category_outlined / Auto e Moto


July 15, 2019

Autoweek tells the stories from every corner of a vibrant car culture. From the historic to the cutting edge, from the glitzy to the grassroots, Autoweek documents the people, events and machines that spark the interests of car people all over the world. Get unbiased reviews on the newest models, keep up with the hottest trends and innovations in automotive design and performance, and even the collector lifestyle. For over 57 years, Autoweek has also been trackside, covering every form of motorsports. Each issue contains driver and team features and interviews, racing coverage from all major series and in-depth analysis from expert reporters. Every other week, Autoweek will inspire and inform you with insightful articles and amazing photography.

United States
Crain Communications, Inc
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24 Numeri


access_time2 minuti
wrapped up in detail

A little after 10:30 in the morning on Sunday, June 2, 2019, I sat in a chair behind one of many Penske transporters set up on Belle Isle. As a crew of several men and women prepared for race two of the Dual in Detroit, I waited to begin an interview with IMSA driver Hélio Castroneves. I was greeted by a well-dressed PR man, who asked me to give him a few moments to ensure Castroneves’ readiness before we met to talk about finishing on the podium the day before in the IMSA Chevrolet Detroit Grand Prix. While I waited, a Penske employee walked by, wrapping cord. As he walked, I stared, transfixed. Never before had I seen such care taken to what many consider menial work. This employee carefully, methodically…

access_time2 minuti
rolling seven

BMW’S NEWEST and largest SUV stretches 203.3 inches bumper to bumper, takes up 78.7 inches of lane width and stands 71.7 inches tall. The wheelbase is over 10 feet. That’s big. Bigger than an X5 in every dimension and reasonably close in footprint to its platform-sharing sibling, the 7-Series sedan. As utes go, the X7 looks sharp. Some might find the large kidney grilles overwrought. I disagree. They match the car and give the correct impression of presence; so do the chrome accents along the sills and lower bumper. Inside, you’ll find the cabin isolation impressive. I drove through high winds and a storm yet enjoyed relative peace and quiet. My X7 came with optional extras like soft-close doors; head-up display; heated, cooled and massaging seats; plus heated and cooled cupholders.…

access_time5 minuti
staged for a comeback

SURELY, IN THE U.S., with its more than 320 million people, there must be more rally fans than in Chile, a nation of just 18 million and the newest country to join the World Rally Championship, right? America’s (and arguably the world’s) best-known rally driver, Ken Block, gets more views for his gymkhana car videos than there are Chileans. Add in Travis Pastrana’s popularity and the U.S. has two rally-driving internet megastars who could lead a potential WRC return to American roads. But America is not even on a shortlist of countries knocking on the door to enter WRC. Kenya (home to the legendary Safari Rally), Japan (with pressure from WRC entrant Toyota) and Canada (as a snow rally to supplement or replace Rally Sweden, increasingly blighted by warmer winter weather) are…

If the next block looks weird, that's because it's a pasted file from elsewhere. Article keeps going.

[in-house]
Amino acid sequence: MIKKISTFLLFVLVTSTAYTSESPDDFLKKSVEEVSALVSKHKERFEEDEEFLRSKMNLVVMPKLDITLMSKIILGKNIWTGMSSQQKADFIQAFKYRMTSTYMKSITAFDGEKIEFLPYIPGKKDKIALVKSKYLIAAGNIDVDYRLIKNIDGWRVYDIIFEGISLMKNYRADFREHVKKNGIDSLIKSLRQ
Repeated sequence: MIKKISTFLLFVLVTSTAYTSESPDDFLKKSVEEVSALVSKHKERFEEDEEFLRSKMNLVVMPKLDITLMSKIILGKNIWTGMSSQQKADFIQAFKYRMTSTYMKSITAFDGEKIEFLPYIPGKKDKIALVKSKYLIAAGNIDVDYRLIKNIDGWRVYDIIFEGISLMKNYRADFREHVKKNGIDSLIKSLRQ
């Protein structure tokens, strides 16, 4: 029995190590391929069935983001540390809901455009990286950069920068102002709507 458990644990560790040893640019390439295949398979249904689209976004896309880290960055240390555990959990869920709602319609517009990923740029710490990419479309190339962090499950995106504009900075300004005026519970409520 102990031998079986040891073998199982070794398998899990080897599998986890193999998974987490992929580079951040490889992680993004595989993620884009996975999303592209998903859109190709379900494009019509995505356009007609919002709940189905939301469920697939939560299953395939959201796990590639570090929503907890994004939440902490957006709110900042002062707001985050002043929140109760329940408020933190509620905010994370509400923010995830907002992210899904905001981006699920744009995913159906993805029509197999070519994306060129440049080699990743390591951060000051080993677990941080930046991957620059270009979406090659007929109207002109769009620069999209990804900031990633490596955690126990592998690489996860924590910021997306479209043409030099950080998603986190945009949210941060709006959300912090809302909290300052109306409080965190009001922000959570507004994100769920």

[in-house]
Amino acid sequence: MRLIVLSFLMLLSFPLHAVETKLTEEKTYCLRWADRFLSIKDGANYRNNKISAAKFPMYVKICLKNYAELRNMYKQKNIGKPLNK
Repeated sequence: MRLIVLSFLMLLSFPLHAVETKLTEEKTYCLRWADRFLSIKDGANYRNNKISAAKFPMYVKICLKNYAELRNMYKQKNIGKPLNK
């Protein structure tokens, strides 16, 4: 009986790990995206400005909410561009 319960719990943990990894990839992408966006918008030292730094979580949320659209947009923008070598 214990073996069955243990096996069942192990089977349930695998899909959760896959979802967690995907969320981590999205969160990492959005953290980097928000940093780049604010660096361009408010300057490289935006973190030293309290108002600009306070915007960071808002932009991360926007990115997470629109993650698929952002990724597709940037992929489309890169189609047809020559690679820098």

access_time4 minuti
‘biggest day of my career’

RICHARD PETTY never hesitates when asked which of his 200 NAS-CAR victories is the biggest. “The ’84 July race at Daytona,” he says instantly. “Over a period of time, no matter how big it is, some things slide down the hill. But not this one. This one is still at the top, the biggest day of my career.” Understandably. Consider that he beat Cale Yarborough by a yard at the caution flag after 158 of 160 laps. (With no overtime, the yellow effectively ended the race). And consider that their finish came before a throng that included Ronald Reagan, the first sitting president to attend a NASCAR race. And consider that it was the last victory of Petty’s incomparable career. “In the overall scheme of things, it was no bigger than the…

access_time5 minuti
you just have to go

IF YOU’RE READING THIS right now, you’ve probably thought about going to Le Mans. There are plenty of reasons not to: the distance, the expense, the lack of competition in a top class that’s been abandoned by manufacturers, the inscrutable machinations of a sanctioning body that seems to run on a high-test mix of politics and graft. I’m here to tell you, though, to forget about all of that. Just go. For the love of all that is holy, just go. I can say this because although I’ve now been as a journalist, with all the perquisites that accompany that exalted station, I spent a roughly equal amount of time among the rabble, wandering around Circuit de la Sarthe like any other regular Jacques. In a contrast so perfect I couldn’t possibly have…